Updated November 25, 2013

Ghost of Christmas Could Haunt Average American for 4 Years

How to manage holiday debt repayment to avoid the ghost of Christmas

The average American could be haunted by the ghost of Christmas for the next four years and pay $195 in interest charges on holiday debt if he or she pays only a minimum monthly credit card payment.

(Click Image to Enlarge)
Infographics: Ghost of Christmas 2011
Infographics: Ghost of Christmas 2011 © CreditDonkey

“Americans spend quite a bit using credit cards around the holidays,” said Charles Tran, founder of CreditDonkey.com, a credit card comparison. “But they don’t always recognize the negative implications of only making minimum bill payments.”

The “Jacob Marley Christmas Debt Chart,” developed using data compiled separately by Gallup and the Federal Reserve, is designed as a tool to educate consumers about wise use of credit cards at the holidays. The chart estimates an average American consumer needs to add about $64 a month to his or her regular credit card payment to clear this year's holiday debt in time for next year's Christmas.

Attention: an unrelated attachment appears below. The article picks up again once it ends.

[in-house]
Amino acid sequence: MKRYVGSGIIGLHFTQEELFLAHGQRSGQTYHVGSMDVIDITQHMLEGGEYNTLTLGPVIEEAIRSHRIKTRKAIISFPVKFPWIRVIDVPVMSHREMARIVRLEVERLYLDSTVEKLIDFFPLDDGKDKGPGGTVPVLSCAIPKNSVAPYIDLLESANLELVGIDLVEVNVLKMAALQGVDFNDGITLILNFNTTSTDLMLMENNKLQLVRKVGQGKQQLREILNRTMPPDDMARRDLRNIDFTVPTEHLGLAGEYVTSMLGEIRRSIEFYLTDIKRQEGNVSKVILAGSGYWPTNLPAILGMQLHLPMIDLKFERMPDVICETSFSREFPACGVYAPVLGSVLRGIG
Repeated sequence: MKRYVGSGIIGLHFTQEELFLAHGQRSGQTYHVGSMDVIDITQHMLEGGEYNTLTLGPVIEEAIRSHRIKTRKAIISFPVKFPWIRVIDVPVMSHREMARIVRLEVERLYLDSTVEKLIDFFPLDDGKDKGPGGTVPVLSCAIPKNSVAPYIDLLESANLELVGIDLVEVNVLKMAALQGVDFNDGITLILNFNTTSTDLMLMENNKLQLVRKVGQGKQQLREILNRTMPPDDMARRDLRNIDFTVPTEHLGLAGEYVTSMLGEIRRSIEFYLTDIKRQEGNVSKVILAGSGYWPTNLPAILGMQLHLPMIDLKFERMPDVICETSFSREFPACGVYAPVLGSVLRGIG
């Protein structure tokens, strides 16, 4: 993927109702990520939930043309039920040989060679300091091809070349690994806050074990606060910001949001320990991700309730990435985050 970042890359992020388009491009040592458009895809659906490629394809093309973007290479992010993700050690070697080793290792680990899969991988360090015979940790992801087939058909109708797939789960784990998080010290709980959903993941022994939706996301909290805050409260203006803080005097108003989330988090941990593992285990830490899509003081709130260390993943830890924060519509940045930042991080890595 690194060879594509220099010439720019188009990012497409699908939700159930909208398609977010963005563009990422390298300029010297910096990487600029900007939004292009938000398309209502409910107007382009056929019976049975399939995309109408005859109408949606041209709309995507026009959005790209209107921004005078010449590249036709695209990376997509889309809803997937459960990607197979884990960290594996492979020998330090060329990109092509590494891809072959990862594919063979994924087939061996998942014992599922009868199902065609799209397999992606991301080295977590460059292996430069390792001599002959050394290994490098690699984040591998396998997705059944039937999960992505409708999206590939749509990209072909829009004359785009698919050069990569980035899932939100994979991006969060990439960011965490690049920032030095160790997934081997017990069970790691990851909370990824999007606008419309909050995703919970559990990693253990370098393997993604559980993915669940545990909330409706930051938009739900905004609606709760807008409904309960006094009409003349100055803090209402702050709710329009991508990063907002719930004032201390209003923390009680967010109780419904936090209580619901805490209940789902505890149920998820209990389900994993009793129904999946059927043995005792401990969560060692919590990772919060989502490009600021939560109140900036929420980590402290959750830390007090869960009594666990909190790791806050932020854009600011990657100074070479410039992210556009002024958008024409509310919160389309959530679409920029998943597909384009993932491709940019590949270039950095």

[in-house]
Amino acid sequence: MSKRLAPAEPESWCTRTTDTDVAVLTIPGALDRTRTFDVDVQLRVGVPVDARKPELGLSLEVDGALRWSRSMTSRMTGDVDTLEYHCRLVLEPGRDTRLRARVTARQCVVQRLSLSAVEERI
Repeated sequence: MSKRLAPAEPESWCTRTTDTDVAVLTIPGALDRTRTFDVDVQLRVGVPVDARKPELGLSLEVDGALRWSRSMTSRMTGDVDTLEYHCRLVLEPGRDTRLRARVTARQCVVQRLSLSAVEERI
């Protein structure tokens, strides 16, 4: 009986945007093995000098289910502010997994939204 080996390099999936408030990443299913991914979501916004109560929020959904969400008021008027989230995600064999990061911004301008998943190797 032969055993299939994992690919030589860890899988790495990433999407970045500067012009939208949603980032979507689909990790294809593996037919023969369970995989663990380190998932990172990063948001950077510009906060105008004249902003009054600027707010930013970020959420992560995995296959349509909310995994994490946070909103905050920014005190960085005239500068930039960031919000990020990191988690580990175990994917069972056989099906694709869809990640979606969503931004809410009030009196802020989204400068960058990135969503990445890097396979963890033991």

The estimates are surrounded by images and data that put Christmas celebrations in the historical context of Charles Dickens’ Victorian England, the dawn of the industrial revolution when religious, social and consumer traditions became the foundations of the holiday most Americans know today.

Taking data from Gallup’s monthly survey of consumers about their planned holiday spending and applying to that the Federal Reserve’s average credit card interest rate (13.08% APR for accounts assessed interest in Q3 as of December 7, 2011), the chart creates a prototypical American consumer and projects how long it would take him or her to clear holiday debt by making minimum credit card payments. For comparison, the chart also calculates an alternative monthly payment sufficient to clear the same debt in 12 months.

While few people today plan far enough ahead to put a monthly deposit in a segregated, interest-bearing Christmas Club account, consumers still can strategically amortize the cost of Christmas 2011 across 12 months and minimize the interest they pay. The Jacob Marley Christmas Debt Chart shows young consumers how to develop and manage their own rolling Christmas Club using credit.

“A strong fourth quarter is always good for the American economy, but it’s never good when consumers come out of the holidays loaded down with unmanaged debt,” said Tran. “We’re suggesting people pick up some of the old habits of discipline and apply them to convenient new credit tools to participate more productively in a healthier economy.”

How are you managing your holiday debt?

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Follow @CreditDonkey or write to Annette O'Connor at annette@creditdonkey.com

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